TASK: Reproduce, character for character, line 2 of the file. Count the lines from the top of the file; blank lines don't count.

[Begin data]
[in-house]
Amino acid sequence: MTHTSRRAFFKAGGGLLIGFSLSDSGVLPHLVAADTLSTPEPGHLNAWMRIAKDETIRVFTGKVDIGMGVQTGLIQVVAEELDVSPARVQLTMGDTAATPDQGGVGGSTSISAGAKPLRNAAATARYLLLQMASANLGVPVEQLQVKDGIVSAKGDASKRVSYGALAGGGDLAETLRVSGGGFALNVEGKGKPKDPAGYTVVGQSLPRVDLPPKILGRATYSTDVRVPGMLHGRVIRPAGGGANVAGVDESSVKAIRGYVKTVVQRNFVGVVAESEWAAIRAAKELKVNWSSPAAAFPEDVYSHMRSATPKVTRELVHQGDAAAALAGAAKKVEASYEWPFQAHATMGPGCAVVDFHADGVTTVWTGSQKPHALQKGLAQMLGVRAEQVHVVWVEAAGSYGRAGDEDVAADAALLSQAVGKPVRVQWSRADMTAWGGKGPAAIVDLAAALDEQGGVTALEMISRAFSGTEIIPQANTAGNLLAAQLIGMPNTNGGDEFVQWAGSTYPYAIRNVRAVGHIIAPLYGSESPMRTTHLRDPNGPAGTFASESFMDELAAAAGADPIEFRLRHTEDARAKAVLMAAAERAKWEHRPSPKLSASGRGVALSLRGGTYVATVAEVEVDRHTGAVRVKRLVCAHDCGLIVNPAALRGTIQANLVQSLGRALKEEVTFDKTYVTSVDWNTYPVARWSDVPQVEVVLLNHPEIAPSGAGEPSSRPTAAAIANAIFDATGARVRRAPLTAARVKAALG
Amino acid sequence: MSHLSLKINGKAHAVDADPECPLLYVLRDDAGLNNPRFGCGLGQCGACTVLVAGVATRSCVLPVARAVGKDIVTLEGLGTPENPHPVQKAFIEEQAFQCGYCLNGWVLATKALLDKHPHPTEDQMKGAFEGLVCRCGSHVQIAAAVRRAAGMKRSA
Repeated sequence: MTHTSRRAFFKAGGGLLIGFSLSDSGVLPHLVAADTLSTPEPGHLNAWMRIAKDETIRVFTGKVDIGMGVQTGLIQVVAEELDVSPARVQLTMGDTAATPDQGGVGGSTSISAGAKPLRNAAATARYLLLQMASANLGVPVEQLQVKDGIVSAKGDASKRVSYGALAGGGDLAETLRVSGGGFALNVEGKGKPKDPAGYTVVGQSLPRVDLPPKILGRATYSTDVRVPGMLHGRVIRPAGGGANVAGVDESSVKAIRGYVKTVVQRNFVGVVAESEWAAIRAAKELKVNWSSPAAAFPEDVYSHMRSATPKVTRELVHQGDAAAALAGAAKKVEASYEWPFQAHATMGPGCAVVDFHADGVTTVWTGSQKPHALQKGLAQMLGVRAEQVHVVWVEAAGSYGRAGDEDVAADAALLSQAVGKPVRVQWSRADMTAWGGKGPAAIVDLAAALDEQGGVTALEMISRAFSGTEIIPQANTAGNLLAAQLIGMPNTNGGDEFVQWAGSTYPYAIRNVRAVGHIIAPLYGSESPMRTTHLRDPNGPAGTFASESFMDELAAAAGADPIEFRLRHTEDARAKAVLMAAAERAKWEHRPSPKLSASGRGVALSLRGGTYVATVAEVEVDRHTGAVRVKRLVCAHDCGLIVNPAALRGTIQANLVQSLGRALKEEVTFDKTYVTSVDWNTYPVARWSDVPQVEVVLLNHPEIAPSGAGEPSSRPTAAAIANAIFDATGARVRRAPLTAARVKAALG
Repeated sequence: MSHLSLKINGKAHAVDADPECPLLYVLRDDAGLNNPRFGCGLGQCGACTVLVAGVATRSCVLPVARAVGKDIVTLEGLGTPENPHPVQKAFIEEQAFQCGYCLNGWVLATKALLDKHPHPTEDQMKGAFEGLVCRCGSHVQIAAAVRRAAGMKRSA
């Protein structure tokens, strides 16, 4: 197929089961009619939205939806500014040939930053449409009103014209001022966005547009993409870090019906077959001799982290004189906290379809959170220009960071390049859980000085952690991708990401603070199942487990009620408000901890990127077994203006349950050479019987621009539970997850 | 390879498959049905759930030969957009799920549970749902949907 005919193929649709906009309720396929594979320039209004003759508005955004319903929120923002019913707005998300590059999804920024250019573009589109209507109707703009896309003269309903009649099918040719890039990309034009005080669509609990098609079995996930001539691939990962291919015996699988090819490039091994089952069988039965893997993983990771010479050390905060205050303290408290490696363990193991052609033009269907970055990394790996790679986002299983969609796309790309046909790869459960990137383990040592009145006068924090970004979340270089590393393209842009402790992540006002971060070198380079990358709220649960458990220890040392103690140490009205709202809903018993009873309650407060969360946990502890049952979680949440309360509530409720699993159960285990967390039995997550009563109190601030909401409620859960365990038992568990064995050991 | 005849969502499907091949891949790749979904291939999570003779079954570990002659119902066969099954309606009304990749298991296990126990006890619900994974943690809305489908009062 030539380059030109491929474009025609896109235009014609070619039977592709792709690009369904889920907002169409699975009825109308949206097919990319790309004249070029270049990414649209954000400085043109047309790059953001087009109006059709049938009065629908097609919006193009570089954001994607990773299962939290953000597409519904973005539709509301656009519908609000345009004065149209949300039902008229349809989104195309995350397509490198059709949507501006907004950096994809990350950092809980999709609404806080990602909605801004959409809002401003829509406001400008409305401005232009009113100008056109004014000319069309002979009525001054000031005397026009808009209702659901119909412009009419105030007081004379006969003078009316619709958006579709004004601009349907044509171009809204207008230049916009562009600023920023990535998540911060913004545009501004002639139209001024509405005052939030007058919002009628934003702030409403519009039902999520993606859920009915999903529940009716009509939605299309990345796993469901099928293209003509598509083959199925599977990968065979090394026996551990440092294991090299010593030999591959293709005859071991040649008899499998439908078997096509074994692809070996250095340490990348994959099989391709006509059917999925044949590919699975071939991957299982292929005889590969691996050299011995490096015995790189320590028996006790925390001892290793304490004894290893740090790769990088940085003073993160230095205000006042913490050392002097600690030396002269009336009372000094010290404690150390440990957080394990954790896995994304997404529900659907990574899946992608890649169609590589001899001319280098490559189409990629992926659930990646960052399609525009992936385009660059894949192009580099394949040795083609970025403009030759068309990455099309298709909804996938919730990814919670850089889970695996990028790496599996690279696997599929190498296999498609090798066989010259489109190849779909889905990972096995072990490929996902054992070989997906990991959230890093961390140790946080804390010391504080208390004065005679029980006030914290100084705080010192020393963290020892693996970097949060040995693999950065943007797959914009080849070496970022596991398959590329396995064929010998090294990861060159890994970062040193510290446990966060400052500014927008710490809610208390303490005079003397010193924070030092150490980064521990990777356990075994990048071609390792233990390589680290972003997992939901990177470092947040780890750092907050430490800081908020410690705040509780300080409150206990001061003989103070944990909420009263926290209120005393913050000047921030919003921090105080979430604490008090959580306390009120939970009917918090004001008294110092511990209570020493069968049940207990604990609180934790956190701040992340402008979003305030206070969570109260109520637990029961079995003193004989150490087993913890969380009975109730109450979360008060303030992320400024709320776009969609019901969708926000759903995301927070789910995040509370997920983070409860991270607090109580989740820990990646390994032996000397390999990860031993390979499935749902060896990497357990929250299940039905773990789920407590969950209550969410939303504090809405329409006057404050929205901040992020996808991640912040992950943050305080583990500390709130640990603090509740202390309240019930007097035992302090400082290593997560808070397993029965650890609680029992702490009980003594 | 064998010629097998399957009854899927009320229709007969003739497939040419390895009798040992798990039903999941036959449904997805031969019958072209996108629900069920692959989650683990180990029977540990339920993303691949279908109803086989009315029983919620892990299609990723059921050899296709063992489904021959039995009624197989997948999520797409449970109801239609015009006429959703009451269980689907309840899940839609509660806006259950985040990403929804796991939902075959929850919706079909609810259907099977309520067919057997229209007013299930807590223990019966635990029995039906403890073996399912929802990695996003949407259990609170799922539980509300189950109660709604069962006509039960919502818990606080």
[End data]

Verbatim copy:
Amino acid sequence: MTHTSRRAFFKAGGGLLIGFSLSDSGVLPHLVAADTLSTPEPGHLNAWMRIAKDETIRVFTGKVDIGMGVQTGLIQVVAEELDVSPARVQLTMGDTAATPDQGGVGGSTSISAGAKPLRNAAATARYLLLQMASANLGVPVEQLQVKDGIVSAKGDASKRVSYGALAGGGDLAETLRVSGGGFALNVEGKGKPKDPAGYTVVGQSLPRVDLPPKILGRATYSTDVRVPGMLHGRVIRPAGGGANVAGVDESSVKAIRGYVKTVVQRNFVGVVAESEWAAIRAAKELKVNWSSPAAAFPEDVYSHMRSATPKVTRELVHQGDAAAALAGAAKKVEASYEWPFQAHATMGPGCAVVDFHADGVTTVWTGSQKPHALQKGLAQMLGVRAEQVHVVWVEAAGSYGRAGDEDVAADAALLSQAVGKPVRVQWSRADMTAWGGKGPAAIVDLAAALDEQGGVTALEMISRAFSGTEIIPQANTAGNLLAAQLIGMPNTNGGDEFVQWAGSTYPYAIRNVRAVGHIIAPLYGSESPMRTTHLRDPNGPAGTFASESFMDELAAAAGADPIEFRLRHTEDARAKAVLMAAAERAKWEHRPSPKLSASGRGVALSLRGGTYVATVAEVEVDRHTGAVRVKRLVCAHDCGLIVNPAALRGTIQANLVQSLGRALKEEVTFDKTYVTSVDWNTYPVARWSDVPQVEVVLLNHPEIAPSGAGEPSSRPTAAAIANAIFDATGARVRRAPLTAARVKAALG